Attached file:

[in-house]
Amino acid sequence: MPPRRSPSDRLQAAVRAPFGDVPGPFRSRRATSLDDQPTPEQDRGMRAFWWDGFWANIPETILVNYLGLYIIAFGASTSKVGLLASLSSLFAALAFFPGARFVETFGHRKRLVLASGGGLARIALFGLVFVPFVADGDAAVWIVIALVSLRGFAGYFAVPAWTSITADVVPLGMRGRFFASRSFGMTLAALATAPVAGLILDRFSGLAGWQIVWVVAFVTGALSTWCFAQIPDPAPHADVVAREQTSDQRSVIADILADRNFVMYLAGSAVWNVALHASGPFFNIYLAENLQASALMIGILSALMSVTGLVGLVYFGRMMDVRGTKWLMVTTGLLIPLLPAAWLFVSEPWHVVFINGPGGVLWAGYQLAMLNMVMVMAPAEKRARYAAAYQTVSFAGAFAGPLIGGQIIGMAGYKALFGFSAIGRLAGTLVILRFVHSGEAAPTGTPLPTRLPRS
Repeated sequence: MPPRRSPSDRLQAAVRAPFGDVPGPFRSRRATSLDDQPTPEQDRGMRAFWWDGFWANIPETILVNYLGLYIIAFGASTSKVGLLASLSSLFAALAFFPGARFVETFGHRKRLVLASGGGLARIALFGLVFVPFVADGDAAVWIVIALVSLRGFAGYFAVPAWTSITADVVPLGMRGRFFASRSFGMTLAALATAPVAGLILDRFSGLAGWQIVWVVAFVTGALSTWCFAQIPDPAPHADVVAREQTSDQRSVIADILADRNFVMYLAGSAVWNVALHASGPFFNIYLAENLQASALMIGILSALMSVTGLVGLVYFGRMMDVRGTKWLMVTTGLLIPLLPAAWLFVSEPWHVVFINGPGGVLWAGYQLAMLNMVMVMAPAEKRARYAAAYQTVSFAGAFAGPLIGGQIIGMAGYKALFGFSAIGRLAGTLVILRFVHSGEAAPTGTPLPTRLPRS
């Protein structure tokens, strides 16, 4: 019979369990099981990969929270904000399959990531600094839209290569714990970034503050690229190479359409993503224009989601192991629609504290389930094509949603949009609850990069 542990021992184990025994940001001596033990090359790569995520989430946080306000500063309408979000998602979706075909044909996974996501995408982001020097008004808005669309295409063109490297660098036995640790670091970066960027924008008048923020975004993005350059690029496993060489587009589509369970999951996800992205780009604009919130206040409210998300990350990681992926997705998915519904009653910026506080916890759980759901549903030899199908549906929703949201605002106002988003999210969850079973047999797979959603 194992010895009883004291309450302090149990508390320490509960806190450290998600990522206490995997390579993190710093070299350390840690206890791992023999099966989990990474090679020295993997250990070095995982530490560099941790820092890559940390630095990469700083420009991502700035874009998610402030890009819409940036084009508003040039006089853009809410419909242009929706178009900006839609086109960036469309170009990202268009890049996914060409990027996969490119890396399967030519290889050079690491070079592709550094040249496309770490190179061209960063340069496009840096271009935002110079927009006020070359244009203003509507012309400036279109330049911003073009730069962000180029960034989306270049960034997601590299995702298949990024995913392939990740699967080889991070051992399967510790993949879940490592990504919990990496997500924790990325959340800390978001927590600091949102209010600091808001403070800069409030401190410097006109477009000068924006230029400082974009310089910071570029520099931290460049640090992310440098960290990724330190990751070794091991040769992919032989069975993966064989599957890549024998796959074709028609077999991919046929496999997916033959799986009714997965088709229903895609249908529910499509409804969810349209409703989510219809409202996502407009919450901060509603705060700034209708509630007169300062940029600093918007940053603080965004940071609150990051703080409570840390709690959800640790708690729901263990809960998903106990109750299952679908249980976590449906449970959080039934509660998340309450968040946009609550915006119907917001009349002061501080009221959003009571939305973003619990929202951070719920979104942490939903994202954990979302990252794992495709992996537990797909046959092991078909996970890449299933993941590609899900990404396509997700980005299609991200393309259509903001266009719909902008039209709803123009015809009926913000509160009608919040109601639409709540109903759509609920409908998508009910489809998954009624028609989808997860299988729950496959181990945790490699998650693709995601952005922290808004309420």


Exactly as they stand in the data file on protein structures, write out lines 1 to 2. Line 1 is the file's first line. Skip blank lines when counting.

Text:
[in-house]
Amino acid sequence: MPPRRSPSDRLQAAVRAPFGDVPGPFRSRRATSLDDQPTPEQDRGMRAFWWDGFWANIPETILVNYLGLYIIAFGASTSKVGLLASLSSLFAALAFFPGARFVETFGHRKRLVLASGGGLARIALFGLVFVPFVADGDAAVWIVIALVSLRGFAGYFAVPAWTSITADVVPLGMRGRFFASRSFGMTLAALATAPVAGLILDRFSGLAGWQIVWVVAFVTGALSTWCFAQIPDPAPHADVVAREQTSDQRSVIADILADRNFVMYLAGSAVWNVALHASGPFFNIYLAENLQASALMIGILSALMSVTGLVGLVYFGRMMDVRGTKWLMVTTGLLIPLLPAAWLFVSEPWHVVFINGPGGVLWAGYQLAMLNMVMVMAPAEKRARYAAAYQTVSFAGAFAGPLIGGQIIGMAGYKALFGFSAIGRLAGTLVILRFVHSGEAAPTGTPLPTRLPRS